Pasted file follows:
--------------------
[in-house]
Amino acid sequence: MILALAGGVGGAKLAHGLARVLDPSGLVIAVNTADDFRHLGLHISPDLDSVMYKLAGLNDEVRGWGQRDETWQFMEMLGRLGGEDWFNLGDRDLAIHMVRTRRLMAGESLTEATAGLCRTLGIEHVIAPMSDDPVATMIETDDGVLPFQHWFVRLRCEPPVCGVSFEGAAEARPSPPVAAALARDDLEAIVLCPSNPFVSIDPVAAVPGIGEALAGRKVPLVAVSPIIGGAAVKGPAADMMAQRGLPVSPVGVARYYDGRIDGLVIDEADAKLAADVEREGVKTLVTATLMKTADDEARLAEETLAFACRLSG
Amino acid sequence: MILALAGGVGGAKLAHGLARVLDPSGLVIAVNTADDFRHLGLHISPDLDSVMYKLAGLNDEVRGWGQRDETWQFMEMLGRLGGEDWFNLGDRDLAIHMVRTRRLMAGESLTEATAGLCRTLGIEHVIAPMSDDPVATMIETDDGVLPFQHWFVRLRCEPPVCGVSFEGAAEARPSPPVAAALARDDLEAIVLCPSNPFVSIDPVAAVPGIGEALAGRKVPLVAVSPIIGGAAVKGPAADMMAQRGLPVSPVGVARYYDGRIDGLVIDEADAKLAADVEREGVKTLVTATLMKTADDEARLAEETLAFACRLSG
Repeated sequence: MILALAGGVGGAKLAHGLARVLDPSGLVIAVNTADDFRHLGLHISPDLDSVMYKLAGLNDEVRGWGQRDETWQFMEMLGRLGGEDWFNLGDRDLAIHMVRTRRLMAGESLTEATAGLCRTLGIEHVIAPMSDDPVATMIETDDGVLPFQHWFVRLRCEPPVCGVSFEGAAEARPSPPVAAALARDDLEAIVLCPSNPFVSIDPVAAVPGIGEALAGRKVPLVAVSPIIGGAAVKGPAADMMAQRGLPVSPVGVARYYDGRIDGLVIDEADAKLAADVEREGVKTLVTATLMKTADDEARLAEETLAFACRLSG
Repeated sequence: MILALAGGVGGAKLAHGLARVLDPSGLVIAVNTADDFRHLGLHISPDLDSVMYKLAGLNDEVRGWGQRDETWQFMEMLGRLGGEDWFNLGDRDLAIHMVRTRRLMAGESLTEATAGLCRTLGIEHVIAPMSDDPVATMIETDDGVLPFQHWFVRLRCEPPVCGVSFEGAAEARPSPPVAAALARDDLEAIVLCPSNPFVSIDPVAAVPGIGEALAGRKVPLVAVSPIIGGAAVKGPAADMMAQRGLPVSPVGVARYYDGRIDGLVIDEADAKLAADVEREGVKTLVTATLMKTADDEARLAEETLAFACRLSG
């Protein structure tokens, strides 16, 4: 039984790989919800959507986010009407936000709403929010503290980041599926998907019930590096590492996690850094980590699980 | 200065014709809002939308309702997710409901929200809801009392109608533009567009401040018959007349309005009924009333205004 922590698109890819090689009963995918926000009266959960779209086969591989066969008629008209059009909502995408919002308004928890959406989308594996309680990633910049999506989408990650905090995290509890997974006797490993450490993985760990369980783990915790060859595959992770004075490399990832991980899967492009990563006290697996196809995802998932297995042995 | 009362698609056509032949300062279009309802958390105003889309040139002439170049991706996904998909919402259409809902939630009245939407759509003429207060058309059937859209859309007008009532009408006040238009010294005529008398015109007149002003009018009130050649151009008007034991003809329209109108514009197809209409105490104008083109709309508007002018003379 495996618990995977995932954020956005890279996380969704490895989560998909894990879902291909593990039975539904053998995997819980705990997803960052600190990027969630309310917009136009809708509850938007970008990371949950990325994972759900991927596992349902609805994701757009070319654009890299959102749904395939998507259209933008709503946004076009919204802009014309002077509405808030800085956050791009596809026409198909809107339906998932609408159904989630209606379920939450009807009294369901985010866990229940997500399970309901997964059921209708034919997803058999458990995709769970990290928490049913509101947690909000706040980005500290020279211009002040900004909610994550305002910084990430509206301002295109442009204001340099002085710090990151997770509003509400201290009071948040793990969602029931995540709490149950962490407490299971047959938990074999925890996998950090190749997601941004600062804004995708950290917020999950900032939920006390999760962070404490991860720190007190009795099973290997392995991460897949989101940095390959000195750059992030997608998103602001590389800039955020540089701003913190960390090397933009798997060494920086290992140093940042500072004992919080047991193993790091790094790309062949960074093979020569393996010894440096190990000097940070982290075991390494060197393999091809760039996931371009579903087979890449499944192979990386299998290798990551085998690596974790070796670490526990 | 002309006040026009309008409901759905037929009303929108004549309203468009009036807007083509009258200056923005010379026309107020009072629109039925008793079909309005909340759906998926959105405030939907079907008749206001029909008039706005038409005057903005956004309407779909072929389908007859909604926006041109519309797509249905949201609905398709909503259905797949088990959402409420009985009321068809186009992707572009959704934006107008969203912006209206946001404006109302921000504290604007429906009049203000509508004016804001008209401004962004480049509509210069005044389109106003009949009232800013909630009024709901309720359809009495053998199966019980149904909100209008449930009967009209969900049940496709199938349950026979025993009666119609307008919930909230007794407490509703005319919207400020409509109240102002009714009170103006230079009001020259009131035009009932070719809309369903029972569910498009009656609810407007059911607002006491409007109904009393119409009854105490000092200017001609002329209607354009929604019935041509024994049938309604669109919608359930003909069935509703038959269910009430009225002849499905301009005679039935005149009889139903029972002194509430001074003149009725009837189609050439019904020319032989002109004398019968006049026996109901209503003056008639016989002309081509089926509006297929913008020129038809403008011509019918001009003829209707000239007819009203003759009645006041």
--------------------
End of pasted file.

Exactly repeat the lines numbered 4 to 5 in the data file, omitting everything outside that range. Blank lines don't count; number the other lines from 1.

Repeated sequence: MILALAGGVGGAKLAHGLARVLDPSGLVIAVNTADDFRHLGLHISPDLDSVMYKLAGLNDEVRGWGQRDETWQFMEMLGRLGGEDWFNLGDRDLAIHMVRTRRLMAGESLTEATAGLCRTLGIEHVIAPMSDDPVATMIETDDGVLPFQHWFVRLRCEPPVCGVSFEGAAEARPSPPVAAALARDDLEAIVLCPSNPFVSIDPVAAVPGIGEALAGRKVPLVAVSPIIGGAAVKGPAADMMAQRGLPVSPVGVARYYDGRIDGLVIDEADAKLAADVEREGVKTLVTATLMKTADDEARLAEETLAFACRLSG
Repeated sequence: MILALAGGVGGAKLAHGLARVLDPSGLVIAVNTADDFRHLGLHISPDLDSVMYKLAGLNDEVRGWGQRDETWQFMEMLGRLGGEDWFNLGDRDLAIHMVRTRRLMAGESLTEATAGLCRTLGIEHVIAPMSDDPVATMIETDDGVLPFQHWFVRLRCEPPVCGVSFEGAAEARPSPPVAAALARDDLEAIVLCPSNPFVSIDPVAAVPGIGEALAGRKVPLVAVSPIIGGAAVKGPAADMMAQRGLPVSPVGVARYYDGRIDGLVIDEADAKLAADVEREGVKTLVTATLMKTADDEARLAEETLAFACRLSG